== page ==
Lecture 18: Urine Concentration And Dilution Flashcards Preview

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Flashcards in Lecture 18: Urine Concentration And Dilution Deck (13)
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Describe the regulation of extracellular osmolarity

* Major functions of the kidneys include the regulation of extracellular osmolality, including water loss and conservation.
- Regulation of extracellular osmolality depends on transport mechanisms already discussed in previous lectures and in the text chapter 28.


Describe excretion of dilute urine

* When there is a large excess of water in the body:
- Kidneys can excrete as much as 20 liters per day with a concentration as low as 50 mOsm/L.
-- Kidneys continue to reabsorb solutes
-- Simultaneously fail to reabsorb large amounts of water (Can reabsorb more solutes than water, resulting in a dilute large amount of urine output)

- See slide 6


Describe the ascending thick limb of henle

* Sodium, potassium, chloride are avidly reabsorbed.
* This segment is impermeable to water.
* Tubular fluid becomes more dilute as it flows up the ascending loop of Henle.
* Osmolarity is about 100 mOsm/L at the early distal tubular segment.
* Note that whether ADH is present or not does not matter at this point.


Describe the late distal convoluted tubule

* Additional reabsorption of sodium chloride
* Impermeable to water in absence of ADH
* Osmolarity reaches 50 mOsm/L

- See Slide 8


Describe the excretion of concentrated urine

* Kidney can produce a maximal urine concentration of 1200 to 1400 mOsm/L.
* Requirements for forming a concentrated urine:
- Presence of ADH
- High osmolarity of renal medullary interstitial tubule:
-- Establishes osmotic gradient necessary for water reabsorption to occur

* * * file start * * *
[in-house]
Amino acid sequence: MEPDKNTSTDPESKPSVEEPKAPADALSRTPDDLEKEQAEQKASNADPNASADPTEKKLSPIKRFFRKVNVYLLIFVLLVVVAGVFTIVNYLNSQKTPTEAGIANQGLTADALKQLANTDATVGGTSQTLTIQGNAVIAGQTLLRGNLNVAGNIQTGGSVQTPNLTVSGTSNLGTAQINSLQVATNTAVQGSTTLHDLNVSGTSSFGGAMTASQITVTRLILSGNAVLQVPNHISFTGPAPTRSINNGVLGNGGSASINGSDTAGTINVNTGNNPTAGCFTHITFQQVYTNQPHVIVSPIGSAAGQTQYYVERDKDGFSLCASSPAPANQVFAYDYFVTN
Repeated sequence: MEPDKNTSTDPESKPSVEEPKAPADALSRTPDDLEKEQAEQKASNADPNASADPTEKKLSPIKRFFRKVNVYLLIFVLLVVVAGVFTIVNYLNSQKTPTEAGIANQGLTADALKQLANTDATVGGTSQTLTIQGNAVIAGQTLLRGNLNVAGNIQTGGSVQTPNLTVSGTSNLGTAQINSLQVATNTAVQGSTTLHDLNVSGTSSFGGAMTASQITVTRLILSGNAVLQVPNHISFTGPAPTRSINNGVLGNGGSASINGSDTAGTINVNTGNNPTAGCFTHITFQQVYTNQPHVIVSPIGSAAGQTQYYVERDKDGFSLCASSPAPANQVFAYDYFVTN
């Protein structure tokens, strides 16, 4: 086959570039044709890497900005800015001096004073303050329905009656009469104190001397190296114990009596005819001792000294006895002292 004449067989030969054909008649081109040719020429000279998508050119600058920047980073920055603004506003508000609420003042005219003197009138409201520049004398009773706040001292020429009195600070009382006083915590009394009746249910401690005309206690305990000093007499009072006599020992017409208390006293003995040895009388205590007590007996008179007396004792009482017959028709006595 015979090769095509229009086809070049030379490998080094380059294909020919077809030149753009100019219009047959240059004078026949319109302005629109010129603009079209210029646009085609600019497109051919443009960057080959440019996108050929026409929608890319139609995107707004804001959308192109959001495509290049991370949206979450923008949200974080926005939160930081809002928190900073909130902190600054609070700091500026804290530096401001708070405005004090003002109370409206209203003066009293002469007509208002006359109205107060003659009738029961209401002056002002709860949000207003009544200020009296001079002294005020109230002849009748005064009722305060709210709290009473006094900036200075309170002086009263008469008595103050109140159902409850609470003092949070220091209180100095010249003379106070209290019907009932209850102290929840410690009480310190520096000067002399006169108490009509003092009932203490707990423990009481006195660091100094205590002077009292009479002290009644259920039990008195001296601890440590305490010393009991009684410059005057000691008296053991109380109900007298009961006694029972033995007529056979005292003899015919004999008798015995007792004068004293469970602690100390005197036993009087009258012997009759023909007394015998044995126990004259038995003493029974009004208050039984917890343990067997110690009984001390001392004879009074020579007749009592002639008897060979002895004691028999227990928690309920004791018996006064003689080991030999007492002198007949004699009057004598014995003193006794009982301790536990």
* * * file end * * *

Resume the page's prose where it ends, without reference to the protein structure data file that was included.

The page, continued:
* A normal 70-kg human must excrete about 600 mOsm of solute each day in order to get rid of waste products of metabolism and ions that are ingested.
* Maximal urine concentrating ability = 1200 mOsml/L
* 600 mOsm/day / 1200 mOsm/L = 0.5 L/day (Obligatory Urine Volume)

- See Slide 10


Describe the proximal tubule

* Reabsorbs about 65% of filtered electrolytes
* Highly permeable to water
* Tubular osmolarity ≈ 300 mOsm/L


Describe the descending loop of henle

* Highly permeable to water
* Less permeable to sodium chloride and urea
* Osmolarity of tubular fluid increases to ≈ 1200 mOsm/L when [ADH] is high.


Describe the thin ascending loop of henle

* Impermeable to water
* Reabsorbs sodium chloride
* Tubular fluid becomes more dilute
* Urea also diffuses into the ascending limb
- Comes from urea absorbed into interstitium from collecting ducts


Describe the thick ascending loop of henle

* Impermeable to water
* Large amounts of sodium chloride, potassium, and other ions are actively transported from tubule into medullary interstitium.
* Tubular fluid becomes dilute: 100 mOsm/L.


Describe the Early and late distal tubule and cortical collecting tubule

* Early distal tubule:
- Similar to thick ascending loop of Henle
- Tubular fluid becomes more dilute:
- 50 mOsm/L.
* Late distal tubule and cortical collecting tubule:
- Osmolarity of fluid depends on ADH.
- Urea is not very present


Describe the inner medullary collecting duct

Osmolarity of fluid depends on ADH and surrounding interstitium osmolarity

See Slide 16-23


Describe the role of urea in concentrating urine

* Ascending loop of Henle and distal cortical collecting tubule are impermeable to urea.
* ↑[ADH] and cortical collecting tubule:
- Water is reabsorbed from cortical collecting tubule
- Urea is not very permeant here and becomes more concentrated in the tubule.
* ↑[ADH] and medullary collecting duct:
- More water is reabsorbed from medullary collecting duct, resulting in a higher concentration of urea.
- Higher concentration of urine results in diffusion of urea out of duct into interstitial fluid.
- Facilitated by UT-A1 and UT-A3 (ADH-activated) transporters
* Simultaneous movement of water and urea out of the inner medullary collecting ducts maintains a high concentration of urea in the tubular fluid and, eventually, in the urine, even though urea is being reabsorbed.

- See Slides 26-32


Describe the osmoreceptor ADH-Feedback Mechanism

* Controls extracellular fluid sodium concentration and osmolaraity:
- ↑[extracellular fluid osmolarity] →
- Shrinking of osmoreceptor cells in ant. hypothalamus → acon potenals →
- Release of ADH →
- Increases water permeability in distal nephron segments
* ADH is formed in magnocellular neurons in:
- Supraoptic nuclei
- Paraventricular nuclei
* Osmoreceptor cells
- In the vicinity of the AV3V region
-- Anterior region of third ventricle

- See Slides 35-38